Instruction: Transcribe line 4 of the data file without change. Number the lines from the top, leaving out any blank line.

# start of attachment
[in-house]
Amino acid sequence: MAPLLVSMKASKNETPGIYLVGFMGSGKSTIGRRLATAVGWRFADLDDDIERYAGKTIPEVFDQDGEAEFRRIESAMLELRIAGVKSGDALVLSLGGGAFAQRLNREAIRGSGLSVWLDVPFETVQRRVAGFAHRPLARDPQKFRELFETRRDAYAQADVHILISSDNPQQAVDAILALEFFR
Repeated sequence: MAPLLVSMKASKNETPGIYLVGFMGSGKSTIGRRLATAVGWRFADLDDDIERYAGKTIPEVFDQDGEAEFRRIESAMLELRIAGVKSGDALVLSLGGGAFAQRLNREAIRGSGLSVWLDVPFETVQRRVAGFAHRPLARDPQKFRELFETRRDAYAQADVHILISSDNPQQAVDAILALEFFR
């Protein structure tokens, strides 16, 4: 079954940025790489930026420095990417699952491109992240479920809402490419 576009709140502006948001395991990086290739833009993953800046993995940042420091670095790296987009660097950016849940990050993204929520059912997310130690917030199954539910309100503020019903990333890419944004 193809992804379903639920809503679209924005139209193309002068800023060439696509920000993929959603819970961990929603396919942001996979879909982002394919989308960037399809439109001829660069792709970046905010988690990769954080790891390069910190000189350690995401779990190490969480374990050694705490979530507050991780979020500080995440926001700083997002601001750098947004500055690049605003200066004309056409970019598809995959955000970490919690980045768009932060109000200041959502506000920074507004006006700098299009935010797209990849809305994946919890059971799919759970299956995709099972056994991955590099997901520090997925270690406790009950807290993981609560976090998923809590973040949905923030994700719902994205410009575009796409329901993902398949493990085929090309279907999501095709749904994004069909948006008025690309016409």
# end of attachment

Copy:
């Protein structure tokens, strides 16, 4: 079954940025790489930026420095990417699952491109992240479920809402490419 576009709140502006948001395991990086290739833009993953800046993995940042420091670095790296987009660097950016849940990050993204929520059912997310130690917030199954539910309100503020019903990333890419944004 193809992804379903639920809503679209924005139209193309002068800023060439696509920000993929959603819970961990929603396919942001996979879909982002394919989308960037399809439109001829660069792709970046905010988690990769954080790891390069910190000189350690995401779990190490969480374990050694705490979530507050991780979020500080995440926001700083997002601001750098947004500055690049605003200066004309056409970019598809995959955000970490919690980045768009932060109000200041959502506000920074507004006006700098299009935010797209990849809305994946919890059971799919759970299956995709099972056994991955590099997901520090997925270690406790009950807290993981609560976090998923809590973040949905923030994700719902994205410009575009796409329901993902398949493990085929090309279907999501095709749904994004069909948006008025690309016409």